The Top 10 Localization Defects

Localization testing is a necessary part of the development life cycle of any application with international aspirations.

With the economic down turn in many parts of the world, it often makes business sense to lower risk and sell an application in different language areas. However for us in QA delivering software in multiple languages creates another type of risk: the risk of localization defects.

In order to help testers that are new to localization testing (or for old hands that wants to refresh their memory) this post lists the 10 most common types of localization defects, explains their root causes and provides ideas to prevent them.

1. Garbage characters

When the characters displayed become unreadable we call this garbage characters. It usually is a high priority defect. Here is an example:

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We distinguish three types of garbage characters:

a) Strings that are displayed as unrecognizable characters.
b) Strings that are displayed as rectangles.
c) Strings that are displayed as question marks (?).

Garbage characters are typically caused by character encoding.

If you use the wrong encoding to display the characters, you will see type a. Type b, usually happens when you don’t have the correct encoding installed in your system. And type c often occurs when developers program on a different type of machine that the machine that is used to run the software on. For example let’s assume developers write code on Windows with GB18030 as the default language environment, and run the build on an AIX which uses ISO8859-1 as the default character set. So during the compiling, javac uses GB18030 to read the source file, converts it into UTF-8 and compiles it into a class file. While running on AIX, it uses the default ISO8859-1 to express the output. Since ISO8859-1 doesn’t support Chinese characters all strings are displayed as a “?”.

Applying a wrong font could also lead a garbage character issue.

 2. Truncation

Often, when a term is translated from English to another language, it uses more characters. For example, The English “No” (two characters) is “Nee” (three characters) in Dutch. If we don’t leave enough character space on the “No” button in our GUI, the string is truncated.

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Here is a rule of thumb: add an extra 30% of space for the English text that will be translated for your international product.

3. Misalignment

After localizing an application from one language to another, the layouts of the UI controls often need to be re-adjusted to keep the original alignment. For instance when the window or the dialog box was re-sized  or the strings in the UI controls were extended or wrapped into a new line.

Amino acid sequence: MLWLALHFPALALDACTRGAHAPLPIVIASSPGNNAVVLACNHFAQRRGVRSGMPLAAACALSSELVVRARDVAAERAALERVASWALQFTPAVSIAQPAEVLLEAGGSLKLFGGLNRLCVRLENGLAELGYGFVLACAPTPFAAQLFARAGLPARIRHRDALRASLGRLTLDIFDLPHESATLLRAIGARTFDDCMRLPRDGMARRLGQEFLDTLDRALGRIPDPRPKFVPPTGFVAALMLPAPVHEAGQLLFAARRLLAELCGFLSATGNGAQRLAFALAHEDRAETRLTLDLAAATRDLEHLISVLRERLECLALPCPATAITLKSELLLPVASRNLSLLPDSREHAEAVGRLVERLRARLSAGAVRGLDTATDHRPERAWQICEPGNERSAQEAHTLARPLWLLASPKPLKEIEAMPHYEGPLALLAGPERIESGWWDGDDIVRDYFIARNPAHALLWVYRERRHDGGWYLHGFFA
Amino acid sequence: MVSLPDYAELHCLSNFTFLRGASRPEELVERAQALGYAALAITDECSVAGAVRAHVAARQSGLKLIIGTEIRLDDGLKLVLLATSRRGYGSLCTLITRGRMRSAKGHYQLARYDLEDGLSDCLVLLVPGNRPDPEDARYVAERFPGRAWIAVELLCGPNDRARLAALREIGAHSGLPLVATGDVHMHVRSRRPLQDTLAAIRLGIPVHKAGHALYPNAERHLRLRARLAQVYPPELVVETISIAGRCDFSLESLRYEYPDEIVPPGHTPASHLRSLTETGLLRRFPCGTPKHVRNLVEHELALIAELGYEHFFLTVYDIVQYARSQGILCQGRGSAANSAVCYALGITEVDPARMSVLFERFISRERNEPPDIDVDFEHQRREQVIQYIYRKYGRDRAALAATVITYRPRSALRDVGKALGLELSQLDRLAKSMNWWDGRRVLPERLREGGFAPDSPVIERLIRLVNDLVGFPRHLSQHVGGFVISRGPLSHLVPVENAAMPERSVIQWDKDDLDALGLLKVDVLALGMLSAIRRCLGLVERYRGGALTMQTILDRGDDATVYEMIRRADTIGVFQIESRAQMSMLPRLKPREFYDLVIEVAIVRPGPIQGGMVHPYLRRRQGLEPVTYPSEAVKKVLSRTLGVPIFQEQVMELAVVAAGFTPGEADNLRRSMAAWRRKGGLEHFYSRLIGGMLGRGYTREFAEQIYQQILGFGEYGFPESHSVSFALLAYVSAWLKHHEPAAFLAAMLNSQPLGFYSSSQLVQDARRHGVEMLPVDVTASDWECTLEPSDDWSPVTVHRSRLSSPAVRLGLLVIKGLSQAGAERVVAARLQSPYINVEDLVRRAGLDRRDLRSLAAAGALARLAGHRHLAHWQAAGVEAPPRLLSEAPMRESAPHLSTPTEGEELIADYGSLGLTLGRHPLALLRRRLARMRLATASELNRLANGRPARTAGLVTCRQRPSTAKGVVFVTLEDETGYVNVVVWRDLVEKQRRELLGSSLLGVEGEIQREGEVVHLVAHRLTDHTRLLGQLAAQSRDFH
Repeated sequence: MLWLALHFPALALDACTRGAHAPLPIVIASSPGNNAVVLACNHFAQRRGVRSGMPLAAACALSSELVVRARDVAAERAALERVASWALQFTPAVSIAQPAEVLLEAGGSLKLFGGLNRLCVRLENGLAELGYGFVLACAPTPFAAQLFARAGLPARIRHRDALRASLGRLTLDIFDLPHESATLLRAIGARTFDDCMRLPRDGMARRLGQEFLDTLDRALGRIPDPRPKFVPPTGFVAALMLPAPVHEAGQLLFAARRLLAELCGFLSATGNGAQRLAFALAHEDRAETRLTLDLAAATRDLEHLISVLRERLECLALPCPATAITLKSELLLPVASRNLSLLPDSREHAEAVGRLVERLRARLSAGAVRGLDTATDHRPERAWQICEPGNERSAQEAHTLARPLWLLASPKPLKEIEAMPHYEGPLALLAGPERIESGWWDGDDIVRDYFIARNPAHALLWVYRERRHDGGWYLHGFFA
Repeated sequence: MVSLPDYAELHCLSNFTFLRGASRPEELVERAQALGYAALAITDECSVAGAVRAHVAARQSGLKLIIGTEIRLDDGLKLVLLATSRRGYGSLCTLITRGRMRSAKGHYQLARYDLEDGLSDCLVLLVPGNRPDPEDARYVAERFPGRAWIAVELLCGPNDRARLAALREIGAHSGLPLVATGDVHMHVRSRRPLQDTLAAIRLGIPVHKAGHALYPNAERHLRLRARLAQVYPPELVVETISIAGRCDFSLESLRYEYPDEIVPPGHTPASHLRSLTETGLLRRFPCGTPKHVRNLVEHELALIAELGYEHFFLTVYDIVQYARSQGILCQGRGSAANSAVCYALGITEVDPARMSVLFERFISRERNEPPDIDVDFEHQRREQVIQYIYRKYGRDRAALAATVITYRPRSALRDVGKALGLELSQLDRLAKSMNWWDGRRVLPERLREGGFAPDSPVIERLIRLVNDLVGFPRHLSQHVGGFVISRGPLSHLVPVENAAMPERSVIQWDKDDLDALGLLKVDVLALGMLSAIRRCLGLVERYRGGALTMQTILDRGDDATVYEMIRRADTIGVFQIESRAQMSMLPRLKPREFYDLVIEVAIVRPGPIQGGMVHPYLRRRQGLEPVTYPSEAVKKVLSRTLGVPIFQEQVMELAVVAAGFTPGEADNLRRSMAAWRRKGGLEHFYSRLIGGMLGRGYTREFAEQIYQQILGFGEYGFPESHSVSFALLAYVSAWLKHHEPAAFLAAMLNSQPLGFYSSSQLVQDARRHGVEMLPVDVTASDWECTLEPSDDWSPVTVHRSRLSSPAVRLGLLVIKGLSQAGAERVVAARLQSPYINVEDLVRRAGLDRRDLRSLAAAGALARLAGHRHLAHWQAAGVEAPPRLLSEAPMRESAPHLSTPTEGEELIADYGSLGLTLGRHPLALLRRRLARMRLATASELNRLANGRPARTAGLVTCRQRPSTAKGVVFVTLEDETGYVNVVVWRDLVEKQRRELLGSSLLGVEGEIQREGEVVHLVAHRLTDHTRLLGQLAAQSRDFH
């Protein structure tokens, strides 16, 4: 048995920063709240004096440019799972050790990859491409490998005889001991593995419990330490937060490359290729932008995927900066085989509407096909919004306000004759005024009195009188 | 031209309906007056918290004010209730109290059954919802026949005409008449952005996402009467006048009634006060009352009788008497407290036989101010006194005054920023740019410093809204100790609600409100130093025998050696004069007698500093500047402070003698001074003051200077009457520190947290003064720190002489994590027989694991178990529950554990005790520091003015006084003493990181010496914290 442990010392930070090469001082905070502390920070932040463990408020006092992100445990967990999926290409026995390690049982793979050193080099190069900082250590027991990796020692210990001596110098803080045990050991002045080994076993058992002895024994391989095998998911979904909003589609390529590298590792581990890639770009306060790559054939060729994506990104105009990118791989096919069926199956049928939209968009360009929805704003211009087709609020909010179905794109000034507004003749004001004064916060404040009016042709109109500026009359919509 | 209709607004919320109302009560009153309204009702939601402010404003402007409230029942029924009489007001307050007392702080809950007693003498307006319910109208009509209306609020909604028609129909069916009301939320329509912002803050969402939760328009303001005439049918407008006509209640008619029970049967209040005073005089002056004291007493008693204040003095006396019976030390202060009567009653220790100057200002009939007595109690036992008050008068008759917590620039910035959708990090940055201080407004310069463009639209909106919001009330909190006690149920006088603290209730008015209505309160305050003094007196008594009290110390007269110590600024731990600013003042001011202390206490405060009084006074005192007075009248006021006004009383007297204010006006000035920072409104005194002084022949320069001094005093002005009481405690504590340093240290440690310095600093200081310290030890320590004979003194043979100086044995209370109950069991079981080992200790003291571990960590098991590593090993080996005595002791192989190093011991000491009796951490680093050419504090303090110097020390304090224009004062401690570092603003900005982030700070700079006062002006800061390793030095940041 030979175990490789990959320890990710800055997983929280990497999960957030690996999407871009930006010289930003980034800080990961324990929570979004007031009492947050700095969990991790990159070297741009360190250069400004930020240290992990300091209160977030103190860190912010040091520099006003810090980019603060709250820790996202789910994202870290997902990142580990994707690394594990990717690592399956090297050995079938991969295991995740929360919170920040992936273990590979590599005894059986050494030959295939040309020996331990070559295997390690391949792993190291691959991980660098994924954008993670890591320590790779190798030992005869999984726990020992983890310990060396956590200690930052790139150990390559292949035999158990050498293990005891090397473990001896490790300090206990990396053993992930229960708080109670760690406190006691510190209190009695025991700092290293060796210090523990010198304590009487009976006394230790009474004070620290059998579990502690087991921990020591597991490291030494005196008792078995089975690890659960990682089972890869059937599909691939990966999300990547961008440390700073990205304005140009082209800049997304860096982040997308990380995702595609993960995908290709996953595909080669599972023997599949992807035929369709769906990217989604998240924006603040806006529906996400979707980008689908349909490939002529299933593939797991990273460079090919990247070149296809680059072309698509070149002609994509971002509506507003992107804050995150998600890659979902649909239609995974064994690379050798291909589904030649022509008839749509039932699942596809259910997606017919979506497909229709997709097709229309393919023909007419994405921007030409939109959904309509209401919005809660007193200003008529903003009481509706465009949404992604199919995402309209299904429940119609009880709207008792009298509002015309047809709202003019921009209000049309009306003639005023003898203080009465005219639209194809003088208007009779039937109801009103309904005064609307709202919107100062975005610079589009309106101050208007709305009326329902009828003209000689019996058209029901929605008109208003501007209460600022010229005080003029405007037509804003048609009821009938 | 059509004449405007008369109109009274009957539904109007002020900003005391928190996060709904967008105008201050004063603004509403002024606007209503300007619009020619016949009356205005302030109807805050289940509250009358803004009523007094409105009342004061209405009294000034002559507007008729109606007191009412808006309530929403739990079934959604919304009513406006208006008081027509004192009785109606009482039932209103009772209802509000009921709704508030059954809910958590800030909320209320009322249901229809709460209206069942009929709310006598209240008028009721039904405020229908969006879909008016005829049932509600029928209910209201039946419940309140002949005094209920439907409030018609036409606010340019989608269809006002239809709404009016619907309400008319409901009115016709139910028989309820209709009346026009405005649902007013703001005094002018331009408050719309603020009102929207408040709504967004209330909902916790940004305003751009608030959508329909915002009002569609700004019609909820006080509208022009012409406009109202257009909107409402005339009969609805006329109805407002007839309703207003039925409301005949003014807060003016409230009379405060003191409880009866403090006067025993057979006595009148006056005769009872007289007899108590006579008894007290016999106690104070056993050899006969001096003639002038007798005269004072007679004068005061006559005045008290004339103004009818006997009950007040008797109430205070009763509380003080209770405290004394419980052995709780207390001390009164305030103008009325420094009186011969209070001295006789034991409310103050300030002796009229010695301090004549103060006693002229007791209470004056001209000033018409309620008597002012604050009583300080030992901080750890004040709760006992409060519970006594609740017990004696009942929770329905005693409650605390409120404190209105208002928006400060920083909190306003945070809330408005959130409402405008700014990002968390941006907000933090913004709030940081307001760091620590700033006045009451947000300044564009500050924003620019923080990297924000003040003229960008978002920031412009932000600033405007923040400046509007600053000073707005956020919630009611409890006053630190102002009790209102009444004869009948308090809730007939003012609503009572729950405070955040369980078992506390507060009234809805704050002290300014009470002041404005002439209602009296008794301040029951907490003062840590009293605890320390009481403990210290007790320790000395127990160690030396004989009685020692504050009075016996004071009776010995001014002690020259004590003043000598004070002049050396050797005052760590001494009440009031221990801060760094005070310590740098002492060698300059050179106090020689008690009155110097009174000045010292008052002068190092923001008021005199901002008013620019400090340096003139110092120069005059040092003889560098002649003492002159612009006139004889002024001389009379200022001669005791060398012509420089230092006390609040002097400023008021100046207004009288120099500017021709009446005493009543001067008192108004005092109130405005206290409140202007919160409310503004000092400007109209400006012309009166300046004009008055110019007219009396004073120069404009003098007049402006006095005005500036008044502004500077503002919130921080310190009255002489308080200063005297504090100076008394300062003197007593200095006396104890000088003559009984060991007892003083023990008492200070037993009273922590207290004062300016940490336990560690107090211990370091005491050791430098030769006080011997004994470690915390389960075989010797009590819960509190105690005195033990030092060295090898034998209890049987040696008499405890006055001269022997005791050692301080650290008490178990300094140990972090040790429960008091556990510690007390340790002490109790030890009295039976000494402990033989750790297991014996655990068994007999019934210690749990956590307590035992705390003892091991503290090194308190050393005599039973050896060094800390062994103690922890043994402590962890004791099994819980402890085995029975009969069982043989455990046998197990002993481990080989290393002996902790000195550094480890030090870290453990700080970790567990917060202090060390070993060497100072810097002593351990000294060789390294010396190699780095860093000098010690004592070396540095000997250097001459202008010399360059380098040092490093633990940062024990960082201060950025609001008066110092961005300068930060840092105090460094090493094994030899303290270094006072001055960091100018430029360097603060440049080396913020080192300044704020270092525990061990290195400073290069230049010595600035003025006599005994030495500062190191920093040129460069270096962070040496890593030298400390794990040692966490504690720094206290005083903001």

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This again shows that leaving enough space in your English build beforehand is a good idea.

4. Un-localized

Texts in dialog boxes or windows that should have been localized are not. Testers also need to pay attention to the images or screenshots in the documents or UIs during the test. These also need to be localized to match the habits of the target markets.

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5. Over localized

But not everything needs to be localized. The following items should generally be kept in English.

  •         Trademarks
  •         Logo
  •         Book Name
  •         Abbreviation
  •         Product Name
  •         Some references

Also please take note that in some cases the English word is more common in the local language than the local word.

A best practice is: to make a list of “no need to localized strings” and send these to the translation vendors or freelancers as early in the development cycle as possible.

6. Overlap

This happens when the controls in a window or dialog overlap with others. localization_5

To fix it, you can use an IDE (such as Visual Studio) to open your GUI file and adjust the UIs directly.

7. Missing texts

During the process of translation or application building texts sometimes get lost.

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To avoid missing text, we recommend a tester to use two machines during test – one with an English environment and with an English build installed, and the other with a localized environment with a localized build installed. Testers then need be careful to check and make sure the localized texts match the English build.

8. Incorrect font / size

Different countries use different default fonts and sizes. For example, Asian countries normally use “9” as the default font size while America uses “8”.

This issue normally won’t break any functions, but it influences the user experience a lot.

A wise solution is to use “9” as the font size for all the texts.

9. Inconsistent Term

One term should have the same translation throughout an application. It often happens that the translations are inconsistent to each other. This can be solved by maintaining a good translation library and sharing this with all parties involved in developing the application.

10. Incorrect Hotkey

Hotkey issues contain the following situations:

  • Lost hotkey
  • Duplicate hotkey
  • Invalid hotkey – hotkey should be English characters
  • Bad hotkey – avoid of using the following hotkeys which are difficult to read:  g -> g, y -> y, p -> p, q -> q, j -> j
  • Hotkey doesn’t work

Let’s look at some samples to get better understanding:

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Let us know if we missed any important localization defects?

Allen Guo and Jan Princen